- Hardcover: 368 pages
- Publisher: Soho Press; First Edition edition (April 1, 2009)
- Language: English
- ISBN-10: 156947558X
- ISBN-13: 978-1569475584
- Product Dimensions: 6.3 x 1.2 x 9.4 inches
- Shipping Weight: 1.3 pounds
- Average Customer Review: 26 customer reviews
- Amazon Best Sellers Rank: #1,746,263 in Books (See Top 100 in Books)
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Haunting Bombay Hardcover – April 1, 2009
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From Publishers Weekly
Agarwal's atmospheric if excessively detailed debut takes readers deep into the mysterious heart of Bombay in the 1960s. Thirteen-year-old Pinky Mittal lives with her obese, matriarchal grandmother, Maji; her alcoholic uncle, Jaginder; bitter aunt Savita; and three teenage male cousins. Taken in as an infant by her grandmother after her mother died, Pinky knows she's Maji's favorite, even if her aunt despises her. Driven by adolescent curiosity, Pinky unlocks a door in her family bungalow that has been bolted her entire life and unleashes the ghost of an infant girl and her midwife, sending her whole family into a tailspin. Surrounded by superstitions and spirituality, Pinky tries to unravel a past rife with pain and deceit as three generations of her formerly stalwart family crumble around her. This multigenerational family saga is rich with eccentric characters and period details, but Agarwal too often clogs the page with nonessential descriptions. (Apr.)
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It could have been all that lovely detail, I'm a sucker it. I couldn't believe Publisher's Weekly said it clogged the book. The details in Haunting Bombay do more than paint a picture, they took me on a tour of a completely different world from my own. I felt the rustle of silk across my skin, was drenched by the monsoon rain, and smelled the spiciness of afternoon tea. Not only that, but I got to feel the repression of a girl where women have few opportunities and no voice. It surprised me that the men in the story were also repressed by their culture, weighed down by their own cultural expectations and obligations.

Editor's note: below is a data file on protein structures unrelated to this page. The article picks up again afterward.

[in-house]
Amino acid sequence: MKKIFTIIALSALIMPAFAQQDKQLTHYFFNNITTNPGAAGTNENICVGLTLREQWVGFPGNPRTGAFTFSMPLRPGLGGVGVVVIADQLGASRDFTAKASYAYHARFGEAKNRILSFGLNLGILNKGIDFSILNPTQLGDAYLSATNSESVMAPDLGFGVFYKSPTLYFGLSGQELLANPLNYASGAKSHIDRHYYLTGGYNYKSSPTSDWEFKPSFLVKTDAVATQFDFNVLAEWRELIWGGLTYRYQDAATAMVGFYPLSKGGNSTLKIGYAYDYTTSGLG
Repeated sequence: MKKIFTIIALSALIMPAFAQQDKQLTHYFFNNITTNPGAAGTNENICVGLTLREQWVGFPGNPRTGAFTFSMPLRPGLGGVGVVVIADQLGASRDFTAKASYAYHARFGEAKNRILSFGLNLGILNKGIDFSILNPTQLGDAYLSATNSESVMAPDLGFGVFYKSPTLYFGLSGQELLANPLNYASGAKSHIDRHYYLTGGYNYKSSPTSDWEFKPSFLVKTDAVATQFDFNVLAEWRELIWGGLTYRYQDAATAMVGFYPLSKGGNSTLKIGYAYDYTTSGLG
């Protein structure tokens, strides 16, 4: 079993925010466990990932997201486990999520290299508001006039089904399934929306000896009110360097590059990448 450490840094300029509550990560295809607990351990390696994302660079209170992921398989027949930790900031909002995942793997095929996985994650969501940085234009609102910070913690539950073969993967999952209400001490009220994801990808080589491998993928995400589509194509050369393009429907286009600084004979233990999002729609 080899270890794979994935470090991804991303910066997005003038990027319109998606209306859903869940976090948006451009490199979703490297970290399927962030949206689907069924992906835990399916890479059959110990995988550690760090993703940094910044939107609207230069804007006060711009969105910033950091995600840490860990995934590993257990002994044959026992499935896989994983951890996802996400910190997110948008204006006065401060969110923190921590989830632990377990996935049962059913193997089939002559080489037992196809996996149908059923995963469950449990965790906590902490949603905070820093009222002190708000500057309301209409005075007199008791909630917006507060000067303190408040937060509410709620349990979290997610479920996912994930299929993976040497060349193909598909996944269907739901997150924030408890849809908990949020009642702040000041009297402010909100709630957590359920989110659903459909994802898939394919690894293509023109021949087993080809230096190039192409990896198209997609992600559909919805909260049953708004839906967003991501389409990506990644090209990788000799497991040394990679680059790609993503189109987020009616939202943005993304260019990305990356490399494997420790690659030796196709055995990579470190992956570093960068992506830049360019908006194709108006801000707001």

What else kept me reading? Ms. Agarwal did a first-rate job on creating a thrilling mystery filled with spirits who are not just embellishments, but full-drawn characters in their own right. The author had real compassion for all her characters, ghosts or otherwise, and it made them so much more appealing and believable. Be careful, you may find yourself haunted by them long after you close the pages of this beautiful book. I look forward to reading more from this promising first-time author.
The novel begins with us learning about Pinky, a thirteen year old girl living with her grandmother, aunt and uncle and her three male cousins. Pinky's own mother had died when she was just a baby and her grandmother Maji had taken over her care. They are one of the lucky families that have money so Pinky has never known any suffering in that way. However all is not rosey either. Pinky's aunt does not like her at all for reasons of her own and if not for Maji, who is the head of the family, Pinky would be off in a boarding school.
All her life Pinky has wondered about the bathroom in their house though. It is bolted up nightly and not opened until morning. They are all forbidden to unbolt it yet no one will tell her why. Well one day Pinky becomes upset enough to throw caution to the wind and unbolt that door. By doing this Pinky unlocks secrets from the past along with a ghost bent on getting revenge. From this point things go from bad to worse in the Mittal household taking us on a suspense filled journey right up to the final twist at the end that I wasn't quite expecting.
There are many things I enjoyed about this novel aside from the ghost story and all the suspenseful elements. I enjoyed reading about the Indian lifestyle a great deal. There are a lot of descriptions of the way the wealthy live and what they are privilege to, their religion, the area itself, and mostly the food. There were so many descriptions of the food they eat that my mouth was watering at how good it all sounded. I felt as though I got carried away to another world which I really did as their lives in India are so much more different than mine and I loved that aspect of the book. It was also interesting to read how much different men and women are treated and how many more opportunities are available to the men.
If I had to say I had a favorite character it would be Pinky. For a young girl she really seemed quite mature in her thoughts and reasoning except of course for opening that forbidden door. However all the characters were well developed even the ghosts and you find yourself caring about them and what their lives had once entailed. I found the book beautifully written and found myself rereading many passages. This is Shilpa Agarwal's debut novel and if it's any indication of her writing style then I'm anxious for what she will write next.
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The Mittal household, living in a rambling bungalow in the old colonial...Read more